Washington Times 4.6.99
Balint Vazsonyi

Every day the Internet server delivers yet more e-mail messages asking for my position on Yugoslavia. These messages are a source of growing frustration, for the time when this nation is at war - and its military personnel at risk - is a time when Americans of foreign birth (Hungarian, in my case) need to observe silence.

Many will hasten to say that this is not so, especially when a person's acceptance by fellow-Americans has been overwhelming. But that is merely a cause for yet more gratitude, not a license to meddle.

Still, a contribution of some kind is appropriate or, shall I say, writing about something else would be frivolous. Here, then, is my cop-out: a series of snapshots that spring to mind at the mention of Serbia or Yugoslavia.

1941. Over the objections of the Hungarian Government, the forces of Nazi Germany launched an unprovoked attack on Yugoslavia, using Hungary as their corridor. Hungary's prime minister, Count Paul Teleki, unable to prevent the attack and thus remain true to the non-aggression agreement with Yugoslavia bearing his signature, committed suicide.

1944. While their wives and children were being carted off to Auschwitz, Hungarian men of Jewish religion or family origin were shipped by German Army units to the mines of Bor in Yugoslavia, where they performed slave labor under inhuman conditions. In November, one-half of the captives was selected to march in the direction of Hungary, ostensibly to return home. They thought themselves lucky, but they were wrong. Those who were not shot on the way, ended up in concentration camps in German-occupied Austria. Few survived. The lucky ones turned out to be those who stayed behind in Bor: A few days later, they were liberated by Tito's Serbian partisans.

1949. The first show trial after the communist takeover of Hungary featured the communist (not a misprint!) minister of foreign affairs, accused of conspiracy with the Yugoslav leader, Josip Broz Tito. Yugoslavia had just been expelled from the Comintern because of non-compliance with Moscow's directives. The Comintern was Moscow's means of controlling all communists (including America's). An example needed to be set, thus the accused Hungarian minister was executed.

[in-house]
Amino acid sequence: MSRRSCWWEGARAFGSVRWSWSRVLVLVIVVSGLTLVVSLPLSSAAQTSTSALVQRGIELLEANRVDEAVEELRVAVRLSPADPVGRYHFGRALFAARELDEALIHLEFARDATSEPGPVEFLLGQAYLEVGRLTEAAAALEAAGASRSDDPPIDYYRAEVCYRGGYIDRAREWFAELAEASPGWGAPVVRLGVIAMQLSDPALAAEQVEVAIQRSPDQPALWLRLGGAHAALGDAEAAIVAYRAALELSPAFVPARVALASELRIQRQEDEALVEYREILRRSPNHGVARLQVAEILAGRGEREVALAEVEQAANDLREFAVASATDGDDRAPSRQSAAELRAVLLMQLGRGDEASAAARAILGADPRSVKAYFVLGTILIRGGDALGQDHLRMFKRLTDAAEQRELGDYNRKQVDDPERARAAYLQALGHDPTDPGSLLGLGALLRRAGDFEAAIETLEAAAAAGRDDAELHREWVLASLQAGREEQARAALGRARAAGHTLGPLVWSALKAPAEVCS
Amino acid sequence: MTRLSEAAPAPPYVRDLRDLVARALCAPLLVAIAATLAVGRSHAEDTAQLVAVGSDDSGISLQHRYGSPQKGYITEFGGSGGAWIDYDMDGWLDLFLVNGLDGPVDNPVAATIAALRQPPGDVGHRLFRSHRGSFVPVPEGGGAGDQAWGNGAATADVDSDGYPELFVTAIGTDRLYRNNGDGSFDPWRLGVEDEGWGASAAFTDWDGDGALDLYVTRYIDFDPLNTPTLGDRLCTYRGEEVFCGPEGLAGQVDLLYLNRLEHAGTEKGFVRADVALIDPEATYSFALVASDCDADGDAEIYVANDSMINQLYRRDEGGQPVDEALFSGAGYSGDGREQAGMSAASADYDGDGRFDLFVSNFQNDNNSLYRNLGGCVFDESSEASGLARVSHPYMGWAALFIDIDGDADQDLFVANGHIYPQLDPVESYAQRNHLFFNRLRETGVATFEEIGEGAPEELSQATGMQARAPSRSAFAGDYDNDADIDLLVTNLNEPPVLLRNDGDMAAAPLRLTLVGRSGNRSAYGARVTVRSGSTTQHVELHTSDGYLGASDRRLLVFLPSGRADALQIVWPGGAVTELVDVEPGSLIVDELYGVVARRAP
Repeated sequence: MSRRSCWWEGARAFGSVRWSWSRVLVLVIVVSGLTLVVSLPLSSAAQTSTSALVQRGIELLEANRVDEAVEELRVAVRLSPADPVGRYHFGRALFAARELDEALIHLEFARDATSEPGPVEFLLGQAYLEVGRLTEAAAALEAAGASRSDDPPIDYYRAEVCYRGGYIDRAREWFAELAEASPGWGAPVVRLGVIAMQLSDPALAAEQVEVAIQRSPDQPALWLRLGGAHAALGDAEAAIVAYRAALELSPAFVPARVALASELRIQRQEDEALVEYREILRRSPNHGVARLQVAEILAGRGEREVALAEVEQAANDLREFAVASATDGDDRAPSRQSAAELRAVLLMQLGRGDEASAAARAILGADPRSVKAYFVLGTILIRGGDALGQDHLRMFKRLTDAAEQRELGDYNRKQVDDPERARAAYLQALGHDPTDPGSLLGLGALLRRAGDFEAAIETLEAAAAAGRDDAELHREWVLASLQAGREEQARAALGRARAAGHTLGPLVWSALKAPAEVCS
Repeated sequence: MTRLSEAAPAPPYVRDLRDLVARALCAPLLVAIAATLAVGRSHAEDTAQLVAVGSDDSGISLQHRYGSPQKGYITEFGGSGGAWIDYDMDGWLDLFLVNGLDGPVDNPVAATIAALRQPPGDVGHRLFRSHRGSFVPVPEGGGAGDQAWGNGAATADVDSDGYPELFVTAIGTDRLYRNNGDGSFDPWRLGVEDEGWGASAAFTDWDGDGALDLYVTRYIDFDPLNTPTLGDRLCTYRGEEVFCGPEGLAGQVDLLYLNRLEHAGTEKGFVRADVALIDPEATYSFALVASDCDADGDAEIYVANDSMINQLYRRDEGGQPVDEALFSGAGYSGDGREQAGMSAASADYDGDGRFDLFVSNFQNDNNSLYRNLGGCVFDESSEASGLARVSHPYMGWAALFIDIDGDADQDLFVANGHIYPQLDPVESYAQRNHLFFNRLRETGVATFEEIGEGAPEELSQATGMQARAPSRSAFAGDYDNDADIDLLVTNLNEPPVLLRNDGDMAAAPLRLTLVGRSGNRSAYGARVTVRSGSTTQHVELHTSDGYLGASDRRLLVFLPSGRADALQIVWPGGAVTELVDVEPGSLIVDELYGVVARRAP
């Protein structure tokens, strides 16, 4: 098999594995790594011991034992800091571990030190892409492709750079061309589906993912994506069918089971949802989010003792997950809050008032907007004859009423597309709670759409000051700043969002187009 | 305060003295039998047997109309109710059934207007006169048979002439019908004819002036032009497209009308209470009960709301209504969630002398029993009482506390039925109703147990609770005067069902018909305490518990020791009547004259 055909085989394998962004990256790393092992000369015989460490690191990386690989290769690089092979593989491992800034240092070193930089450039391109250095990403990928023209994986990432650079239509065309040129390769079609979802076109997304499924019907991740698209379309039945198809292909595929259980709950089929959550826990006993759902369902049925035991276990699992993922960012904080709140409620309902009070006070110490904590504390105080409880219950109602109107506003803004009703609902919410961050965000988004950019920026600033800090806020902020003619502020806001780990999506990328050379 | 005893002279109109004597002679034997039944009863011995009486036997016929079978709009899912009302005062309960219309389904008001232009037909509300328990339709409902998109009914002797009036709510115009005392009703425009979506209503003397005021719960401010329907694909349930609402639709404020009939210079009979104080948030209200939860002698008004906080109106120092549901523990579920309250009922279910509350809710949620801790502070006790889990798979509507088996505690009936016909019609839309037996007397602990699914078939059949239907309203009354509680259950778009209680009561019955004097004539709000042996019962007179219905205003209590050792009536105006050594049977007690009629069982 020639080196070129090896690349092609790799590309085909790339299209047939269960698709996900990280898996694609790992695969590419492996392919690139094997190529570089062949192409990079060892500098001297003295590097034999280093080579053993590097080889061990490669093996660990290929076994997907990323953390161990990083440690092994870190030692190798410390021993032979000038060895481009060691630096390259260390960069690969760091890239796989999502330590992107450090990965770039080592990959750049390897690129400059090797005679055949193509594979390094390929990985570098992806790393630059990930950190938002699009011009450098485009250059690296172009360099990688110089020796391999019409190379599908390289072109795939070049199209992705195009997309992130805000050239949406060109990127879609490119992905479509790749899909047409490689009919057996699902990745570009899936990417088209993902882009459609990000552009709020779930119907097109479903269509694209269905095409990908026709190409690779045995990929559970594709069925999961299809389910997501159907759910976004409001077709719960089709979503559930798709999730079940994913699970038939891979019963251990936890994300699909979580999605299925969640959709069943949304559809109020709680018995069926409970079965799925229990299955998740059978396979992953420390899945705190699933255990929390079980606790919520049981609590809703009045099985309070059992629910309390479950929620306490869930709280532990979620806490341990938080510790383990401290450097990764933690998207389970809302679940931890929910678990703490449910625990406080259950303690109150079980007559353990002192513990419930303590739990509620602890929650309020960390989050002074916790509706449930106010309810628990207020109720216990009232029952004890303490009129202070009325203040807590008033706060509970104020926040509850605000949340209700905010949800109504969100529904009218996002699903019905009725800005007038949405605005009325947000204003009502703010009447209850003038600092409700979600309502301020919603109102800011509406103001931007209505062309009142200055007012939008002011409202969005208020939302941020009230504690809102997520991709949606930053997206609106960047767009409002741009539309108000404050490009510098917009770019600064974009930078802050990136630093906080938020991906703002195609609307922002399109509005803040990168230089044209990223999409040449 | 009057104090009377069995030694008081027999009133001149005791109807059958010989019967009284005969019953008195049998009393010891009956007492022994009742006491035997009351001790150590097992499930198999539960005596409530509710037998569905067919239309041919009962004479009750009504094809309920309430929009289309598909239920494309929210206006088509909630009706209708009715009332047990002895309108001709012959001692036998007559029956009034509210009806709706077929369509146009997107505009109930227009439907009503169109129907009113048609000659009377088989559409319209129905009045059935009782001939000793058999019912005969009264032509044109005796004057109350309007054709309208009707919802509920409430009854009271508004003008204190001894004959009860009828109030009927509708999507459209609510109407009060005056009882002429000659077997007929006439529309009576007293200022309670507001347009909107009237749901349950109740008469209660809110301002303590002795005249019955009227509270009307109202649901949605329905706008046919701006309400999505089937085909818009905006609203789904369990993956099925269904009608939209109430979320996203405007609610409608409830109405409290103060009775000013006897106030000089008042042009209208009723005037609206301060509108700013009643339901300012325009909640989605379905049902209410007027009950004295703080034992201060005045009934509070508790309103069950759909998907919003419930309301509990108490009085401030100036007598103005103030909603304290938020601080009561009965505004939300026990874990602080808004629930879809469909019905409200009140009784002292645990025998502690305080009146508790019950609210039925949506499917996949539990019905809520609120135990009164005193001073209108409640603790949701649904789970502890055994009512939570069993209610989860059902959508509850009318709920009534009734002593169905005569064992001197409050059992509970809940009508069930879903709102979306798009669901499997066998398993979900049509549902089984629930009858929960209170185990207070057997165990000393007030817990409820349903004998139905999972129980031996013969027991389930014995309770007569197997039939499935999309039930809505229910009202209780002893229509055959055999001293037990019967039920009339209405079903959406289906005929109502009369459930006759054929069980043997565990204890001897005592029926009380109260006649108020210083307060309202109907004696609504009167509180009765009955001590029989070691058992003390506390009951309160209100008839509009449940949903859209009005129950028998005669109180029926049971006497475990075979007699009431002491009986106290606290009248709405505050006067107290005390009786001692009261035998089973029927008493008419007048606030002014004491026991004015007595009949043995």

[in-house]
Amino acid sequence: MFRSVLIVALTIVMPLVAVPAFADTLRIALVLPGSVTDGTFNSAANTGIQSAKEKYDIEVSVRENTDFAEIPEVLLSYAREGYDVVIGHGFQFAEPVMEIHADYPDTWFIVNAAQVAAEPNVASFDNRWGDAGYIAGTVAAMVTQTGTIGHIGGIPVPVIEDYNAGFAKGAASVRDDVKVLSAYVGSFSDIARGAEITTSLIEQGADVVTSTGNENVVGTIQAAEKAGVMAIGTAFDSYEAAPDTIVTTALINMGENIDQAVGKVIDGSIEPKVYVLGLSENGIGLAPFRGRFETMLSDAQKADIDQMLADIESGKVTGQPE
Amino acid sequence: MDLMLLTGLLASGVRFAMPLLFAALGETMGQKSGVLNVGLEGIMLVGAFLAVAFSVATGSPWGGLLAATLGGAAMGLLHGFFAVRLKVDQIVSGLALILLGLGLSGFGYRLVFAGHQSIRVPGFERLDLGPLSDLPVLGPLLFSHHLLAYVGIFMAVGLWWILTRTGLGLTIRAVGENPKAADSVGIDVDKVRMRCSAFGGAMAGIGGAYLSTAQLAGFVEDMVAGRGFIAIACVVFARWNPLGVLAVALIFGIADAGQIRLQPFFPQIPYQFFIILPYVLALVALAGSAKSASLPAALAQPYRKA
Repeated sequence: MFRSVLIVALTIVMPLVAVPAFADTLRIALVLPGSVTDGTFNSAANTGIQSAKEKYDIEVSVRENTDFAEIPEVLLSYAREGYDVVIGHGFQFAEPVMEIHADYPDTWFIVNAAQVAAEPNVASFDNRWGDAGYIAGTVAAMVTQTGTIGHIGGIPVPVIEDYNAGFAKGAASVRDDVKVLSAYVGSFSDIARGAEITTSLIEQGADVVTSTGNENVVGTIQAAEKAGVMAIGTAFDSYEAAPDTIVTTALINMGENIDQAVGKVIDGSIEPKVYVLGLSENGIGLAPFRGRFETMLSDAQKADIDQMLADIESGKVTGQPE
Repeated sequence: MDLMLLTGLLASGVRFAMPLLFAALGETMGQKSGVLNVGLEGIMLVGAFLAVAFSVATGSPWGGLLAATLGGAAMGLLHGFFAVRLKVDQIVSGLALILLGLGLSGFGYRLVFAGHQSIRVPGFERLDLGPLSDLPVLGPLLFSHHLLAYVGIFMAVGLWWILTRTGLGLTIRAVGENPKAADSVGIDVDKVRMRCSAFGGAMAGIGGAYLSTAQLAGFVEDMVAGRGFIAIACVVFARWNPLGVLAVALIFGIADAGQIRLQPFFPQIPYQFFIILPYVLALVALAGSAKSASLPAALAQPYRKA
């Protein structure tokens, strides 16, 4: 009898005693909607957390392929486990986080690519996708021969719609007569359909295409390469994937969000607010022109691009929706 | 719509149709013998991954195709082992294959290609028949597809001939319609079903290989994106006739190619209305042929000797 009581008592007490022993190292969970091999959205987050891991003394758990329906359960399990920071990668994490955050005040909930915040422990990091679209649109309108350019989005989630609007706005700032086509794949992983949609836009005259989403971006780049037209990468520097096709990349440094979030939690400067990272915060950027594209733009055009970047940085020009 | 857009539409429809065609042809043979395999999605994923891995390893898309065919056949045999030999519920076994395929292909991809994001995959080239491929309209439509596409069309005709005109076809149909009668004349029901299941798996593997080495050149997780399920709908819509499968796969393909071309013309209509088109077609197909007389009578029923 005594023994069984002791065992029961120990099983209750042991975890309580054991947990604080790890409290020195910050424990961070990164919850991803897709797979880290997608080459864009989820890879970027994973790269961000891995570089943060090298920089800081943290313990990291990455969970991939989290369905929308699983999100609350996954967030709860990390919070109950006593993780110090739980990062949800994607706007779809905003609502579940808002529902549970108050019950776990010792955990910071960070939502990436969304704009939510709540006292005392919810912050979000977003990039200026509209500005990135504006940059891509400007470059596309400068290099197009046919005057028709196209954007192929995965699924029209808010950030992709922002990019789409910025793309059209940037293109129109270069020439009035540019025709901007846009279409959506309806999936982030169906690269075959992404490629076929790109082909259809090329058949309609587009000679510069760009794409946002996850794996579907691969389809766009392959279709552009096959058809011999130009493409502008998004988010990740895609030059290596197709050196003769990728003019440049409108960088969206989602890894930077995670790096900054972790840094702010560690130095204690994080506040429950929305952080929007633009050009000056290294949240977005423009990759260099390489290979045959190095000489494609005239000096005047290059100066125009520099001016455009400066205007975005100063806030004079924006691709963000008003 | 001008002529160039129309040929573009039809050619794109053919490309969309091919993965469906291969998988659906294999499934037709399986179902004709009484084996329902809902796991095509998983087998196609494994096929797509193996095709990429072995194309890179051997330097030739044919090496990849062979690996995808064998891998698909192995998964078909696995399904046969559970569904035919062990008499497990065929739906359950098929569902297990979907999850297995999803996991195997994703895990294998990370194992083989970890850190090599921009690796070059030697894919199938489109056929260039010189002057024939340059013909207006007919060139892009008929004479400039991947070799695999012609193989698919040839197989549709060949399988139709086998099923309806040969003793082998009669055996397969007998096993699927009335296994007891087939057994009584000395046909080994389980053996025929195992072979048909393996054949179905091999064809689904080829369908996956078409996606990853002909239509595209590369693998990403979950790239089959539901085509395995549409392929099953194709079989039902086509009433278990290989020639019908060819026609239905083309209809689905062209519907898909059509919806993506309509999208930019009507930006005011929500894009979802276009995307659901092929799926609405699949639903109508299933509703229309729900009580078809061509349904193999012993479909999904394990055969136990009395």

1952. We were ordered to hold target practice in our school with small rifles, shooting at images of Harry S. Truman, Dwight D. Eisenhower, and President Tito of Yugoslavia. The official representative of the "Party of Hungarians who Work," as the Communist Party was renamed (not for the last time), was instructing us in political realities. "Our quarrel is with the American Imperialists," he explained, "not with the American People. But Tito is now a chained dog of the American Imperialists. Yugoslavia has become as much a threat to world peace as the American Imperialists themselves."

1953. Some books found their way into Hungary, now hermetically sealed under Soviet rule. They were printed in Hungarian and contained text that, in Hungary, would have landed the author in prison or worse. The books were apparently printed in Novi Sad, Southern Hungary until the end of World War I, now a city in Northern Yugoslavia. The books told not one, but two stories: that censorship in Tito's non-Muscovite Yugoslavia was not comparable to what the Russians had imposed in Hungary, and that the large Hungarian population of the region enjoyed a good measure of national existence. Other millions of Hungarians who, after 1919, had found themselves under Rumanian or Slovak rule had been the subject of systematic deconstruction.

1956. The Hungarian uprising against Soviet occupation, that pitted 14 year-olds against Russian tanks, appeared successful at first. The Red Army feigned withdrawal, and a new government took office with popular support. But, Western and United Nations recognition being withheld from the new government, the Russians - using the German technique - launched a Sunday pre-dawn attack and shot at everything that moved, until about 15,000 lay dead. The legitimate government sought and found refuge at the Yugoslav embassy. After long negotiations and Russian assurances of "no harm," the Hungarian officials were handed over. Following the German model again, the Russians executed the prime minister and other leaders, ignoring Yugoslav protests.

There never was any doubt that President Tito alone had the ability to hold together an artificial country, created at the conference table as a French construct. The question was only how long it would take for Yugoslavia to fall apart after Tito's death in 1980.

It would be helpful for all participants to consider the broader context of the region, and of history. It would be helpful to abandon the new vogue of calling everything "genocide," or "holocaust." Our national debate has already suffered by the constant parallels drawn between events that appear parallel only to those who know little about them. We trivialize the ultimate horror by invoking it every time we want to make a point. Citing Hitler and Stalin at every turn causes credibility to be lost.

And that, perhaps, is the larger issue. We hear much about NATO's credibility on the line. But the future of the world depends on the credibility of the United States and Great Britain. Other countries either create crises - or suffer them, unable to cope without the English-speaking world to the rescue.

America's credibility is inseparable from that of its president, the president's cabinet, the Congressional leadership and, yes, prominent journalists whose reporting and commentary sets the tone. The nation and the world must have certainty about their knowledge, comprehension, and sound judgment of a crisis.

This above all: No doubt must ever attach to the veracity of their word.